Firstly a disclaimer. If you are looking for an in-depth analysis of the weather, terrain and minute mile averages broken down into four quarters and shown in graph form to compare with my training averages, I’m afraid you’re not going to find it here. This is a tale of the psychological and emotional challenge of 26.2 miles and hopefully, goes some way to describing the utter poetry of the long distance run.
I am not a runner. I’m a person that runs. There is a difference; runners are fast and confident and competitive. I’m slow, do not have a natural belief in my own abilities and have all the killer instinct of a fluffy bunny that’s been force-fed 10 kilos of carrot cake. Up until this race, when people have asked me why I run I’ve found it a difficult question to answer but now, well, now it has all become clear.
For a while now I’ve had vague ambition that is fast become an overpowering obsession, to run a marathon in under 4hrs and the Thames Meander was going to be it. I thought I could do it and I thought I would do it. OK, so the weather was bad – warm, windy and rainy but I still felt I had the capability. Or did I?
Almost from the first step I didn’t feel right and the doubts started creeping in; “Just take it a mile at a time, first mile, second mile, third mile – the bleep of the Garmin, I look and check all ok, next mile.” 4 miles and my legs are aching. “What??! Legs don’t ache after 4 miles, nothing aches after 4 miles, this can’t be right. Ok, let’s start putting the mind training into use: pain isn’t problem, it isn’t even a thing – my reaction, thoughts and feelings that’s what matters….do I need to stop? No. Can I continue at this pace? Yes. OK carry on.” But, of course I had already failed by this point. Having the mental strength needed is not about pushing thoughts out or even not having them in the first place. It’s about being able to have them, accept them and then letting them go so that they don’t become anything more than that, just thoughts.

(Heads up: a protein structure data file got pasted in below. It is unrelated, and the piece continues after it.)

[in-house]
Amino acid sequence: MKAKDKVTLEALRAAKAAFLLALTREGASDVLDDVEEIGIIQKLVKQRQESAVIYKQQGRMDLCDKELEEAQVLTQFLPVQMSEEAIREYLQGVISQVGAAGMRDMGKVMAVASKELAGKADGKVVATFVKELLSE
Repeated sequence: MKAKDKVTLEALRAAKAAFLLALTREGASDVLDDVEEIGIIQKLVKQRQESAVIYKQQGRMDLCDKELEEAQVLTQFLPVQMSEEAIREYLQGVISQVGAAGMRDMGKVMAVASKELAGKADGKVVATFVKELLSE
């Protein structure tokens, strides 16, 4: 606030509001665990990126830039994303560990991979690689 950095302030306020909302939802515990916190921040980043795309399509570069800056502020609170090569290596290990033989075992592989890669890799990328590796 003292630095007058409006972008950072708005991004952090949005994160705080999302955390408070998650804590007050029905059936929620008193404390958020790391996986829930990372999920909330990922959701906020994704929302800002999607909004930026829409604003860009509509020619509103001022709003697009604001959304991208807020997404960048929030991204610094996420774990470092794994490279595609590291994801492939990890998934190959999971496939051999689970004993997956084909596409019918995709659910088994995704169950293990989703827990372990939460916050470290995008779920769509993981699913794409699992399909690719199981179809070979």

I tried to stay and run in the moment and the next few miles blurred by, then suddenly on mile 9 I was struggling – the Garmin bleeps – “I’m getting slower”….another bleep another few seconds lost. “Don’t panic, have a reboot mile – slow down, get yourself together and go again.” Looking at that now I realise that is the worse thought I could have had. Walking is fine – if you have to in order to finish. But I didn’t have to, I just wanted to; I’d let my negative thoughts change my behaviour. And so then, to panic. My psychological armour, such as it was, collapsed and fluttered away like a house of cards. “Control your breathing, I can’t, I want to cry – why? Because I’m rubbish. Michele said keep smiling, she’d be so disappointed if she could see you now. Helen said run with your head and your heart – I don’t know how to run with my head – I don’t know how to do anything with my head. You’re rubbish and everyone will see you are rubbish, what a waste of Bob’s time it is you turning up to his training, and how self-absorbed are you to think that Bob even cares whether you turn up?” And so it went on. By now I’m run walking, fighting back tears and hyper-ventilating. Pathetic, dramatic, ridiculous – maybe but that was my truth during that race. My thoughts were dark and real and uncontrollable and all I wanted to do was stop. I decided that I would get to the turnaround point and speak to a martial about how to get back as I could not finish.